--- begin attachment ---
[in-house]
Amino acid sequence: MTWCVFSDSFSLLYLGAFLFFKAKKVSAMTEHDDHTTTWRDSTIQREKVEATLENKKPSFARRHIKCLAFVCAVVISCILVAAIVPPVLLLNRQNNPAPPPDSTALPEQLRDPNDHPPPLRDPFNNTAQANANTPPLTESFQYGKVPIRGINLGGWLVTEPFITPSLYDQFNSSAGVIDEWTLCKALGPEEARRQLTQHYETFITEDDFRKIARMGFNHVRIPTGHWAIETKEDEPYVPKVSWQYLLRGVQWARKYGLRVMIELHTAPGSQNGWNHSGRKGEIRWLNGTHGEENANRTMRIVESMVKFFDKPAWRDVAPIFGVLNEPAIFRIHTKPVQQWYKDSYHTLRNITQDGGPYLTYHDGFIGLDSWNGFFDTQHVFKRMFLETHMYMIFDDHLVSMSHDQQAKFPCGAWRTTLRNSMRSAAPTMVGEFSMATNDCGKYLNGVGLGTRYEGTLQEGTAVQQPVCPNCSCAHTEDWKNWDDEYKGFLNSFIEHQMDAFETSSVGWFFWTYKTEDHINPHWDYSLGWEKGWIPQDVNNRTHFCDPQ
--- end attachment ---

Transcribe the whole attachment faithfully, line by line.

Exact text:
[in-house]
Amino acid sequence: MTWCVFSDSFSLLYLGAFLFFKAKKVSAMTEHDDHTTTWRDSTIQREKVEATLENKKPSFARRHIKCLAFVCAVVISCILVAAIVPPVLLLNRQNNPAPPPDSTALPEQLRDPNDHPPPLRDPFNNTAQANANTPPLTESFQYGKVPIRGINLGGWLVTEPFITPSLYDQFNSSAGVIDEWTLCKALGPEEARRQLTQHYETFITEDDFRKIARMGFNHVRIPTGHWAIETKEDEPYVPKVSWQYLLRGVQWARKYGLRVMIELHTAPGSQNGWNHSGRKGEIRWLNGTHGEENANRTMRIVESMVKFFDKPAWRDVAPIFGVLNEPAIFRIHTKPVQQWYKDSYHTLRNITQDGGPYLTYHDGFIGLDSWNGFFDTQHVFKRMFLETHMYMIFDDHLVSMSHDQQAKFPCGAWRTTLRNSMRSAAPTMVGEFSMATNDCGKYLNGVGLGTRYEGTLQEGTAVQQPVCPNCSCAHTEDWKNWDDEYKGFLNSFIEHQMDAFETSSVGWFFWTYKTEDHINPHWDYSLGWEKGWIPQDVNNRTHFCDPQ